There was the housekeeping aide, my sister, who sought to connect with Siep as often as she could while at work. He called her and everyone else “lieve” (little loved one), that sweet Dutch diminutive, a touchingly affectionate echo from the past. Once, on her coffee break, she joined him at a Sunday chapel service. His wheelchair was in the back row, so it was a simple matter to slide in beside him for a few minutes. He was slumped and uninvolved. She held the hymnbook and sang, embarrassed at how loud she sounded amongst all the other spidery thin voices. Then, to her amazement and shock, Siep suddenly began to quaver the familiar lyrics along with her: “Sometimes ‘mid scenes of deepest gloom, Sometimes where Eden’s bowers bloom, By waters still or troubled sea, Still ’tis God’s hand that leadeth me.”  An old song now gilded with a sacred patina. She says that moment will stay with her forever.

There was old Mr. Batterink, a long-time fellow church member, who also lived at Meadowview. Lefert, or Lee, as he was known by the staff, befriended Siep every single day of his stay there, a calming anointed presence. In the beginning, when Siep could still communicate and would strongly voice his displeasure, Lefert would remind him, “Remember, Siep, remember, we look up.” And, I’m crying as I type this, at the end, when Siep was in a place far beyond speech or response, Lefert simply sat with him, holding his hand.

There were his children, freely forgiving his outbursts and anger, time after time. Hugging him, reminding him with every embrace who he was, their beloved dad and opa. There was his wife, Atty, who for six years daily came to sit with him in the sun, her chair as close to his wheelchair as possible, sharing a thermos of tea and some grapes or apple slices.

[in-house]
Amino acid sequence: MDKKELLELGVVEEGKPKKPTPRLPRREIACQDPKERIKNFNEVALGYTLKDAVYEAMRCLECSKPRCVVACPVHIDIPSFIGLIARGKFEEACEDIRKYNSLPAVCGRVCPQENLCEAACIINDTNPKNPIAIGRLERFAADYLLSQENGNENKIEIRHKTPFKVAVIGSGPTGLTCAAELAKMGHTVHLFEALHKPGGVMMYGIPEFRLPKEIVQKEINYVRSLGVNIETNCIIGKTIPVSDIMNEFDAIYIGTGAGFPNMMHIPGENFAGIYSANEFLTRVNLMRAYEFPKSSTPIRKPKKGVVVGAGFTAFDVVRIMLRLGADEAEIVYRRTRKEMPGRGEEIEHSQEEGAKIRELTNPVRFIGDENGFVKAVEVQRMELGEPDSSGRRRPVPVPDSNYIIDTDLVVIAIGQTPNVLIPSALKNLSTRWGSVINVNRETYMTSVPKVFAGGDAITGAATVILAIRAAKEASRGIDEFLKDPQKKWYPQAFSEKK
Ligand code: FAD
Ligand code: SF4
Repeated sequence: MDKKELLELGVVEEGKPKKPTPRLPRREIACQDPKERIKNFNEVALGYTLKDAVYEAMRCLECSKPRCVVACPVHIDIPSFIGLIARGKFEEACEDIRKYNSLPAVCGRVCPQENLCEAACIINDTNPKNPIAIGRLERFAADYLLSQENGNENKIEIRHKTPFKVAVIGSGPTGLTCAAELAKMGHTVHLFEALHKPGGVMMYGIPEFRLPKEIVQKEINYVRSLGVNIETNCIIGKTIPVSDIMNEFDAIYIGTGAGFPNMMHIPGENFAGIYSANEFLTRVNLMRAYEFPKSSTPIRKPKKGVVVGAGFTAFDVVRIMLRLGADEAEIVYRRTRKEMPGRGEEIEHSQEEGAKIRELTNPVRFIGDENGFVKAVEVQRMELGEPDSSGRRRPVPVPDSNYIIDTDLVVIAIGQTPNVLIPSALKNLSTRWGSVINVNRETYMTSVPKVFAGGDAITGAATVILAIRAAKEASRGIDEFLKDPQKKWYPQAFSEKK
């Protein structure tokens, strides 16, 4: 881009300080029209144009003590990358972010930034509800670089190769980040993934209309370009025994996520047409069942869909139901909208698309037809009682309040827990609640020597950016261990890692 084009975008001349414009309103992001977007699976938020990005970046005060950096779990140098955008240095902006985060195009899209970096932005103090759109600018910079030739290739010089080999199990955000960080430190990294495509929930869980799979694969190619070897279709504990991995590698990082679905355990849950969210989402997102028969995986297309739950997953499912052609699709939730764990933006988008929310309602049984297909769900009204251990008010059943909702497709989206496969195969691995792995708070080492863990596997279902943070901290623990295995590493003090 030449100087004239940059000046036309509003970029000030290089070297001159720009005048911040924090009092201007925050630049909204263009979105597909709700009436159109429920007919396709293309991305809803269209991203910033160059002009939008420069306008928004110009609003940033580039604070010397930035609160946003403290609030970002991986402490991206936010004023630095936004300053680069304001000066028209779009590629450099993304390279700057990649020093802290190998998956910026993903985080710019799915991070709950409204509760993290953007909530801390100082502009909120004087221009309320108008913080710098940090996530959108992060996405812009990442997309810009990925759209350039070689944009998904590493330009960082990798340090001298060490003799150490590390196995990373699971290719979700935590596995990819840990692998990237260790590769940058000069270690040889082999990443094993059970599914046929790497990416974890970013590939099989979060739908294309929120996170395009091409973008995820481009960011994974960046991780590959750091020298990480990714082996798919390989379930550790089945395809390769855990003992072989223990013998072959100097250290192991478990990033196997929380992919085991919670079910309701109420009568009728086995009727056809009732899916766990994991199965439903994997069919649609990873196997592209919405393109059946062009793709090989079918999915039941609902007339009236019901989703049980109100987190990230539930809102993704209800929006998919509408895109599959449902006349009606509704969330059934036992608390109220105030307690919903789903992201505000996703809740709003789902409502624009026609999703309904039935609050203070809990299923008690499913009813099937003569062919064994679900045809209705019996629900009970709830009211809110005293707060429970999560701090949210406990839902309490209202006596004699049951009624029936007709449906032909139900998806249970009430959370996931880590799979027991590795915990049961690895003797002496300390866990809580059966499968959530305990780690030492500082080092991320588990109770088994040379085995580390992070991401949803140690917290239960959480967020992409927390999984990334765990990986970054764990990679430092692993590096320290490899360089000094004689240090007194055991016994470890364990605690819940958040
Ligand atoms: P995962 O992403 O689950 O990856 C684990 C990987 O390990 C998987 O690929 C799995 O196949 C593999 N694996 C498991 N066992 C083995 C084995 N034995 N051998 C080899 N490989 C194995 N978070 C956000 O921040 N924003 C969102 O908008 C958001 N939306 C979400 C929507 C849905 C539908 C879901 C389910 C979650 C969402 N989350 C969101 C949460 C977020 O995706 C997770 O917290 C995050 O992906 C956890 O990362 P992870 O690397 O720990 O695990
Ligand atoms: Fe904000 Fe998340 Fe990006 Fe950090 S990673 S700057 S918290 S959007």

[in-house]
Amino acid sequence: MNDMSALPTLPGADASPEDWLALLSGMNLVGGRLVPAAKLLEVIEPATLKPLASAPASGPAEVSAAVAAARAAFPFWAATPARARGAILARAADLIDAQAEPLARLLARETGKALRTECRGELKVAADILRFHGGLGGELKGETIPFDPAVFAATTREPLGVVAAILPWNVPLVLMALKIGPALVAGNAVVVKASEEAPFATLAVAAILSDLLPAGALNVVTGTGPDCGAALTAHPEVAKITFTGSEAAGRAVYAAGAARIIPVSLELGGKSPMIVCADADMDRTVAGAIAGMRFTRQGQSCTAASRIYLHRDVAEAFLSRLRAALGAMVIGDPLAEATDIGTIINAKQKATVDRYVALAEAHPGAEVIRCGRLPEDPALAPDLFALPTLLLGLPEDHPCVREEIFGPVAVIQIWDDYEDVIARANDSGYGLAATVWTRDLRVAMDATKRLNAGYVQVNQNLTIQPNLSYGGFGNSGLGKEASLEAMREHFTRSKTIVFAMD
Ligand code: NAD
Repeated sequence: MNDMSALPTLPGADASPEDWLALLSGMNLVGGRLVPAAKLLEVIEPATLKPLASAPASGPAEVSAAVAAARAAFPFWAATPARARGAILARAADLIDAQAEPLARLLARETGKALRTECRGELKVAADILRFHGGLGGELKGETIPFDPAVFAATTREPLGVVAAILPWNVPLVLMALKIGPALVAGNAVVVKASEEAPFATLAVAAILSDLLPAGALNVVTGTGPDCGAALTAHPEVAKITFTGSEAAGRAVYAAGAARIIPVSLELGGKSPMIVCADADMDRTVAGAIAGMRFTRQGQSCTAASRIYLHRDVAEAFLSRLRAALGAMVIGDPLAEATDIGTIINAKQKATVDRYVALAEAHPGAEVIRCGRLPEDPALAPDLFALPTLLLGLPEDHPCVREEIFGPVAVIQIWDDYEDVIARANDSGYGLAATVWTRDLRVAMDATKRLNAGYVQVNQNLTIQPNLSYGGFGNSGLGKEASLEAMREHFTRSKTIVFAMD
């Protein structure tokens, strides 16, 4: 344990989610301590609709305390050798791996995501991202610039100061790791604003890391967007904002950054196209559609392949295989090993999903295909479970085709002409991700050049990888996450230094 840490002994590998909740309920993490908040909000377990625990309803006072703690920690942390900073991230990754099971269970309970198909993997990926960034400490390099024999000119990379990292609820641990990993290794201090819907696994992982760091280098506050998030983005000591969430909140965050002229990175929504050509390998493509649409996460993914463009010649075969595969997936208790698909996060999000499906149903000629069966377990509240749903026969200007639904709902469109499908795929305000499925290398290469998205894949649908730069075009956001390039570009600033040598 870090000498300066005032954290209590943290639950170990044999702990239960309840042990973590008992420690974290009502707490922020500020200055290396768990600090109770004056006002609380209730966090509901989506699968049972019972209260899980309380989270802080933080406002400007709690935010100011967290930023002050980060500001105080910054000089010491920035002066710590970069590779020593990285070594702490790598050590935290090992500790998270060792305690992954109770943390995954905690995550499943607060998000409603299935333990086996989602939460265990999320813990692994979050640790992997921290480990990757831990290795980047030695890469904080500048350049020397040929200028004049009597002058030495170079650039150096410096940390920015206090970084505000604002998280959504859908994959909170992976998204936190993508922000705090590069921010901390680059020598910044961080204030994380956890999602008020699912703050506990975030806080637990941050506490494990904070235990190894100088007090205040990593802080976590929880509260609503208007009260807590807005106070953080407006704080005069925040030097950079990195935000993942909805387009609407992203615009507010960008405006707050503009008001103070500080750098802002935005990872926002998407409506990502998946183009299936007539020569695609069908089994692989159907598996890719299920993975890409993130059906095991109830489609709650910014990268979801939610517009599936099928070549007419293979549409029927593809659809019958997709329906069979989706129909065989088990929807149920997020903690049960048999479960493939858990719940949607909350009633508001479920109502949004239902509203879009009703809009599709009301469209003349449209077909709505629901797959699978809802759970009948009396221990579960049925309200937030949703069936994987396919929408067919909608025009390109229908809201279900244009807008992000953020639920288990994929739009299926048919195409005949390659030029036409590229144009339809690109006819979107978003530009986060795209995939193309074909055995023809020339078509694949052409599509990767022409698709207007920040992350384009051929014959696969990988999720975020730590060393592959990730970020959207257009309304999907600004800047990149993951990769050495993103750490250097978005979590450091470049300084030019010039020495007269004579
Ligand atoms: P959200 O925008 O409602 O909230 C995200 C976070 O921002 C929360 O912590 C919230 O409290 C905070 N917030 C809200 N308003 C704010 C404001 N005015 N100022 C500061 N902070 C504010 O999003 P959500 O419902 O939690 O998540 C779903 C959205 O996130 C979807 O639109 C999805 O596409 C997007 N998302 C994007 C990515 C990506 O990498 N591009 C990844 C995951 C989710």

These acts of love are not to be weighed on a scale. It’s not about balance, levelling the evil in our lives with the good. The cross absorbed all our evil and the empty tomb secured all our good. But God plies his own mysterious audacity – using his own sinful and desperate followers to perform ordinary wonders.

It was hard to say goodbye to Siep at the cemetery today. It was cold. It was windy. We wrapped our jackets around us tightly and huddled in. Flecks of snow slipped down from the grey clouds massed above. But, oh, if those clouds had been rolled back like a scroll, we would have seen the angels laughing and skipping with joy to usher Siep to the Master.  We would have seen Christ himself smiling in welcome, leading Siep to his place in the choir. And Siep’s mouth would have been open in that perfect oval, singing “It is well, it is well with my soul.”

(with thanks to the family for their kind permission to share some of Siep’s story)


3 thoughts on “Leaning Walls and Tottering Fences

  1. Eloquent expression of gratitude.
    Thanks for telling us about Siep.
    Stories like this make fitting memorials.
    The communion of saints reaches beyond death’s veil.

    Judy Parr